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martes, julio 24, 2007

Python class decorators

Metaprogramming, aspect oriented programming


The current method for transforming functions and methods (for instance, declaring them as a class or static method) is awkward and can lead to code that is difficult to understand. Ideally, these transformations should be made at the same point in the code where the declaration itself is made. This PEP introduces new syntax for transformations of a function or method declaration.


The current method of applying a transformation to a function or method places the actual transformation after the function body. For large functions this separates a key component of the function's behavior from the definition of the rest of the function's external interface. For example:

def foo(self):
perform method operation
foo = classmethod(foo)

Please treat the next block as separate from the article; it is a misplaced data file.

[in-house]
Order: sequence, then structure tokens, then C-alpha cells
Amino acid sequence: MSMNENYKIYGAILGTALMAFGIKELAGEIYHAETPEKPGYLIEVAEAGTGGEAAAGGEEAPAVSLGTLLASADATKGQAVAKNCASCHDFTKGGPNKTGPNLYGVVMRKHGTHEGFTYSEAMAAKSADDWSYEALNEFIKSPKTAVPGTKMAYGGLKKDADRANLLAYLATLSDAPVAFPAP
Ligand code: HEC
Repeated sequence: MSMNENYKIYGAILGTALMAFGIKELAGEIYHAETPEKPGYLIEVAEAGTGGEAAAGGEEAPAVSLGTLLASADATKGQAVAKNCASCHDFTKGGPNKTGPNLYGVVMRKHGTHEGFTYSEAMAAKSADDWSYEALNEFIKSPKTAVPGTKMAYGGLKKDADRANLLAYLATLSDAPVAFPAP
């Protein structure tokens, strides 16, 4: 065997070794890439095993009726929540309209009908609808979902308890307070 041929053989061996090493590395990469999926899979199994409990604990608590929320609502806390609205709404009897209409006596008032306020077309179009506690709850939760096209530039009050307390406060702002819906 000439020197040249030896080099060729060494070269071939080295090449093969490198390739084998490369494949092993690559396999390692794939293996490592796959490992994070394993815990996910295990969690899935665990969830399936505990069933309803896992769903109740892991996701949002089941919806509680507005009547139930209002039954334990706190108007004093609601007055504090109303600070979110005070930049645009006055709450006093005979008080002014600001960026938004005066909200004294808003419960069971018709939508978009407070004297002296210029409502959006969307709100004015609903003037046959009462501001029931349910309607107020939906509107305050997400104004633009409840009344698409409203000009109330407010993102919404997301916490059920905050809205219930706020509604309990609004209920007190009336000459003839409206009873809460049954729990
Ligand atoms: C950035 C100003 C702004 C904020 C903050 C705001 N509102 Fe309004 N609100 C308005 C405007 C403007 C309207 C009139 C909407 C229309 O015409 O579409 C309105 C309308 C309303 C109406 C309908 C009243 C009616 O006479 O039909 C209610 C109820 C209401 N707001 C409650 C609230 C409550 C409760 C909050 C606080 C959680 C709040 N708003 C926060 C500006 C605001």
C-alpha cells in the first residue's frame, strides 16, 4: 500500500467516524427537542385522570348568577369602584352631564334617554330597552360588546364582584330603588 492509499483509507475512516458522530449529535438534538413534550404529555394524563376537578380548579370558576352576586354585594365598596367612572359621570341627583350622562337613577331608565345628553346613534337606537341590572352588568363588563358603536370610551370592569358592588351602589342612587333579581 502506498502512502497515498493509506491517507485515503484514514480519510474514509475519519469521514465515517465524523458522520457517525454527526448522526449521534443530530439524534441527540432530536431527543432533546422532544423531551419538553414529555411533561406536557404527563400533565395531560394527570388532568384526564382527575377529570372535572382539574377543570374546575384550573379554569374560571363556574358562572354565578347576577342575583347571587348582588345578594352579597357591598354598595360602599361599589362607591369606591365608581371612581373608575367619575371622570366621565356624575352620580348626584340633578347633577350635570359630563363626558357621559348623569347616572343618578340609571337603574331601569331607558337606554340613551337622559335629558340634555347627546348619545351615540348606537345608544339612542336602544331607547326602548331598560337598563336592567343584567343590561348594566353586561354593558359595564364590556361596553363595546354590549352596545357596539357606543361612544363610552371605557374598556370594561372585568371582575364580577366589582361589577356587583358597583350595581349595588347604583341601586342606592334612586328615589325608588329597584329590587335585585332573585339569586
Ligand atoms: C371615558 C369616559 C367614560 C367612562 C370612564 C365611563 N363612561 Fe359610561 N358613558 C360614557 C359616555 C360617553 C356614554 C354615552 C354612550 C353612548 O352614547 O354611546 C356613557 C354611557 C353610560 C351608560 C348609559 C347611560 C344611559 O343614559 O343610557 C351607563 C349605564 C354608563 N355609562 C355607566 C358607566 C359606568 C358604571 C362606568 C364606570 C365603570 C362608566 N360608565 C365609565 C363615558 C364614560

This becomes less readable with longer methods. It also seems less than pythonic to name the function three times for what is conceptually a single declaration. A solution to this problem is to move the transformation of the method closer to the method's own declaration. The intent of the new syntax is to replace

def foo(cls):
foo = synchronized(lock)(foo)
foo = classmethod(foo)

with an alternative that places the decoration in the function's declaration:

def foo(cls):

Modifying classes in this fashion is also possible, though the benefits are not as immediately apparent. Almost certainly, anything which could be done with class decorators could be done using metaclasses, but using metaclasses is sufficiently obscure that there is some attraction to having an easier way to make simple modifications to classes. For Python 2.4, only function/method decorators are being added.

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